The Senate passed the FDA Food Safety Modernization Act (S. 510) this week. The measure, which passed 73-25, would substantially overhaul FDA’s oversight and regulation of food safety by increasing its resources, inspection power and field staff. The bill only covers food within FDA’s jurisdiction and doesn’t regulate meat, poultry or shelled eggs, which are the responsibility of USDA's Food Safety and Inspection Service.
The bill includes an amendment by Sen. Jon Tester (D-MT) and Sen. Kay Hagan (D-NC) to limit applicability of large portions of the bill to firms selling less than $500,000 worth of food each year. The National Cattlemen’s Beef Association expressed opposition to the measure because of that amendment, saying that “basing exemptions on size, location and proximity to the market sets a dangerous precedent for our nation’s safety system.”
Meanwhile, the National Sustainable Agriculture Coalition (NSAC) applauded the Senate measure’s lack of “one-size-fits-all” regulations, which it said would “create barriers to emerging local and regional food and agricultural systems.”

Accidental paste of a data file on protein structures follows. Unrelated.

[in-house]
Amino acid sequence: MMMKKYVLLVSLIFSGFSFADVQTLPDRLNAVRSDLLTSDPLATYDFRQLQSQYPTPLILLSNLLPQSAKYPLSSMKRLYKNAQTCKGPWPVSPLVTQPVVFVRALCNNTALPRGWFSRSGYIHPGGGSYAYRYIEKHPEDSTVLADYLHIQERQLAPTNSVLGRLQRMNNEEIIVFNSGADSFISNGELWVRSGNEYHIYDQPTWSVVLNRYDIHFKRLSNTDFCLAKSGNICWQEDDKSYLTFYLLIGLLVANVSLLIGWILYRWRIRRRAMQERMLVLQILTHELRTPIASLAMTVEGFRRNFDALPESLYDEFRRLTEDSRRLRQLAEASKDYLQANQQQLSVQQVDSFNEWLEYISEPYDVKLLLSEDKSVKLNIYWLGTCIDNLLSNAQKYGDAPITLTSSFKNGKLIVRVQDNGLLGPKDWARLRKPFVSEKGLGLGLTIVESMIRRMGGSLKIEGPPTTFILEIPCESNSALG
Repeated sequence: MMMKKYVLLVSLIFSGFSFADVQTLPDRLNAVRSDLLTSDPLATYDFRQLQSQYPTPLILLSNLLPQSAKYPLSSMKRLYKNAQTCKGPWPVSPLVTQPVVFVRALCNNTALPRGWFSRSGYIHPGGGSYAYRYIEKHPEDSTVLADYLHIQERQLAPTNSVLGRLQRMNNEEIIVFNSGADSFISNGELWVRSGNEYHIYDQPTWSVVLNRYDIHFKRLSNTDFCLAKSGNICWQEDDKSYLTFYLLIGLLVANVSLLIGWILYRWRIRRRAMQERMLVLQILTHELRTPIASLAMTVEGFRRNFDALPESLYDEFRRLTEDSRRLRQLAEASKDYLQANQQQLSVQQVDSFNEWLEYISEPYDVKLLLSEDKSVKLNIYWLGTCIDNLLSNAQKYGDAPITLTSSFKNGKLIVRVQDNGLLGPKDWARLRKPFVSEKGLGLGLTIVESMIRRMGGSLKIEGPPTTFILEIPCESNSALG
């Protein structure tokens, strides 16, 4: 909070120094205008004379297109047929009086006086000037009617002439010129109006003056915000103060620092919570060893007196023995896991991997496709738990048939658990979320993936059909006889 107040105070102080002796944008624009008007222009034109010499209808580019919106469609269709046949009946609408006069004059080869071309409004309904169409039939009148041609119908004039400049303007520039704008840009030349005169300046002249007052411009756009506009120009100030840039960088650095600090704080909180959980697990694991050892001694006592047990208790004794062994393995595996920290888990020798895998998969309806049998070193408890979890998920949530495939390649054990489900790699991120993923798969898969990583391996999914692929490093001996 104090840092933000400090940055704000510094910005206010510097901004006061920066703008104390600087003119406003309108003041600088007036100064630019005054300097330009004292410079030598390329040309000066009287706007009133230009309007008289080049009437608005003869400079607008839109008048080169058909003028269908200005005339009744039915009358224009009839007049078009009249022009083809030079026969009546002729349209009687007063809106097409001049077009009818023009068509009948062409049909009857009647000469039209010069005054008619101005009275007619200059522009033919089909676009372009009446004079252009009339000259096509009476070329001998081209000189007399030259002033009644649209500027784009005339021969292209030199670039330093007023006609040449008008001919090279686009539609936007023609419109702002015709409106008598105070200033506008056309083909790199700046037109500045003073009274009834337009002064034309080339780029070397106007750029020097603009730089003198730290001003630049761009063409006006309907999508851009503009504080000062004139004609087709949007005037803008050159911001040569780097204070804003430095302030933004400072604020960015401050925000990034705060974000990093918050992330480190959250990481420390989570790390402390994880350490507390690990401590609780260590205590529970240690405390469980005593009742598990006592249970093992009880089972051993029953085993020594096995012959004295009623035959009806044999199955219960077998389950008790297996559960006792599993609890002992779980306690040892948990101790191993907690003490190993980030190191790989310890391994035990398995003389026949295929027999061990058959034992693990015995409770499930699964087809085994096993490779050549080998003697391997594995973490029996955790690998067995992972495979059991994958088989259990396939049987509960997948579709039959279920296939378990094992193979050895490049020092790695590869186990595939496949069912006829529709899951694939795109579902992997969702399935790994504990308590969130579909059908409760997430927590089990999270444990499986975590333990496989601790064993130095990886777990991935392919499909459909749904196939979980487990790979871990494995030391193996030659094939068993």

But Robert Guenther, United Fresh senior vice president of public policy, expressed disappointment in the measure’s “egregious loopholes.”
“Unfortunately, instead of adhering to a science- and risk-based approach that was consistently the foundation of the underlying bill, the Senate has chosen to include a provision that will exempt certain segments of the food industry based on the size of operation, geographic location and customer base. This provision creates a gaping hole in the ability of consumers to trust the safety of all foods in the commercial marketplace,” he says.
The House passed a similar bill (Food Safety Enhancement Act – HR 2749), more than a year ago, with the biggest difference between the two measures being funding. The House bill calls for user fees while the Senate bill would be funded from the general Treasury funds. With the lame-duck session of the 111th Congress winding down, some expect the House to pass the Senate's bill in place of its own before adjourning for the year. President Obama has called on the House for quick action.
-- Joe Roybal